In the second part of the mini-flow we’re looking at noise, specifically two “kinds”, how they affect your image and what to do about them before you hit the third leg of the mini-flow. Although it’s quite subjective, we feel that noise can be your friend… if you’re nice to it.
Enter the Denoise Plug-in.The two kinds of noise that we’re trying to understand here are Luma Noise or Luminance Noise and Chroma Noise or Chrominance Noise. Together, they create specific patterns that may or may not be pleasing to the eye. For a very detailed example you can visit the cambridge in colour tutorial here, this explained it to me years ago and I came to realize that I’m not afraid of noise as a whole, I just don’t like chroma noise.
I suspect that a lot of people may be more offended by the presence of chroma noise, which tends to look more “digital” versus the presence of luma noise, which looks more like “film grain”.
The issue is finding a way to tear both the abundance of noise and the chroma artifacts out while preserving the image detail.
Do it in post
[*****Critical Note: At the time of writing this, Magic Bullet's Denoiser is no longer available for sale. You can check the press release here: http://www.redgiantsoftware.com/blog/2011/12/01/why-will-denoiser-be-temporarily-removed/ -- I hope a new version is released in the near future, as the FCP Plug-in is quite buggy and crashes my FCP constantly. Read on...*****]
Although there are several types of denoising programs and plug-ins, I’m focusing on Red Giant’s DENOISER II due to the fact that it’s what I have access too and I’ve already figured out a how to get exactly what I want. If you have other Denoisers and you can replicate this process, feel free to send a message over. I’d like to incorporate it into the workflow.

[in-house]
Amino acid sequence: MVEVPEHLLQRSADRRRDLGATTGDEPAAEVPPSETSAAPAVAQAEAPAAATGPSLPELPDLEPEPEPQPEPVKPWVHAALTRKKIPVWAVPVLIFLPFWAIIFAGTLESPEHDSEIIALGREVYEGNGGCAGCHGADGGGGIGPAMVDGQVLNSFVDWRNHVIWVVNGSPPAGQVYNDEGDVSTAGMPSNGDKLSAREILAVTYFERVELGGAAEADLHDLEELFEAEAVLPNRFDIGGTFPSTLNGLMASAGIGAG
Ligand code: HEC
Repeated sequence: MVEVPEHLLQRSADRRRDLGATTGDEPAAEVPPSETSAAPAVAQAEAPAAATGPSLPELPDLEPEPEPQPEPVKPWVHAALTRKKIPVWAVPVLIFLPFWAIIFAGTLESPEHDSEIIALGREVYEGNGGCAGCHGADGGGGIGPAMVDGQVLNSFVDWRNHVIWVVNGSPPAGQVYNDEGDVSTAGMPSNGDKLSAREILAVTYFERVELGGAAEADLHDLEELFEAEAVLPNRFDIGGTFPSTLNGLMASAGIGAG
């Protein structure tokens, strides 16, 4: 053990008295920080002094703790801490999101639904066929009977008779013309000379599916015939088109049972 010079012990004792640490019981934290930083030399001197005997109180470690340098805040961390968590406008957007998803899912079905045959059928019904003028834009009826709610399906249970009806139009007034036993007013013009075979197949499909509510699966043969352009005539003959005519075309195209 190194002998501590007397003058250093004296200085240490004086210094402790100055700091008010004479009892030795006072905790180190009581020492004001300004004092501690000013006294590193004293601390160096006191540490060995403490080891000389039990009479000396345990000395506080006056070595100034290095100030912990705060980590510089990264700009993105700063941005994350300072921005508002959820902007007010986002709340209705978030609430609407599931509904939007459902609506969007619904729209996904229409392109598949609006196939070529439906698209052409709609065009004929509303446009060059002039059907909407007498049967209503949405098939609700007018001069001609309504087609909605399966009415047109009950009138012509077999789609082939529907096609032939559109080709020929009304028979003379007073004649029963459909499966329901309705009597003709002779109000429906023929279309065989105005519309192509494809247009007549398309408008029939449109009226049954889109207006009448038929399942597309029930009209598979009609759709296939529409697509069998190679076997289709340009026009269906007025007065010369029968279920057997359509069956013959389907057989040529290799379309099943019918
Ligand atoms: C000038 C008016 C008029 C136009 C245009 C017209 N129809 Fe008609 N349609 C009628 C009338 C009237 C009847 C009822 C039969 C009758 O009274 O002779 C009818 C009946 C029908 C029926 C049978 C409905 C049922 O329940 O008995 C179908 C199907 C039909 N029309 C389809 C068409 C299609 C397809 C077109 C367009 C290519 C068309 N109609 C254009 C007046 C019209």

Here’s the image we’re going to be dealing with. I chose this one because, well, everything looks great in daylight. The true tests, to me, are when we get into night or lowlit material.
(at any point, you can click the images to access the .PNG files)
And here’s a blow up of the noise pattern:
Drastic. Plastic. Unpleasant. I am not a fan.
Time to modify a few things. Take a look at the Denoiser II Panel’s default settings and options:
- 1. NOISE REDUCTION: Not sure why the slider’s designed like this, but 100 = 0 noise reduction. Below that does nothing, increments above that begin to reduce noise in various ways depending on the subsequent settings.
- 2. MOTION ESTIMATION: Calculates frame by frame to discern between what’s an artifact of motion (blurring) and actual noise. It defaults to low here.
- 3. ENHANCEMENT: Seems to behave like a somewhat more refined and compacted (one slider) version of Unsharp Mask. Note, that when using this without noise reduction you’re basically just sharpening the noise.
- 4. SAMPLE CURRENT FRAME: Denoiser needs a frame to pick its noise sample from. Ideally the right kind of frame would feature a grey card or a color card that represents the noisiest channel (my thought is the Red channel for GH2 footage, but I have not experimented yet.)
- 5. FINE TUNING: Drop Down Menu
- A. LUMA OFFSET: Deals with the Luminance Noise in an image. Higher the slider, the more it removes luma noise.
- B. CHROMA OFFSET: Deals with the Chroma Noise in an image. Higher the slider, the more it removes chroma noise.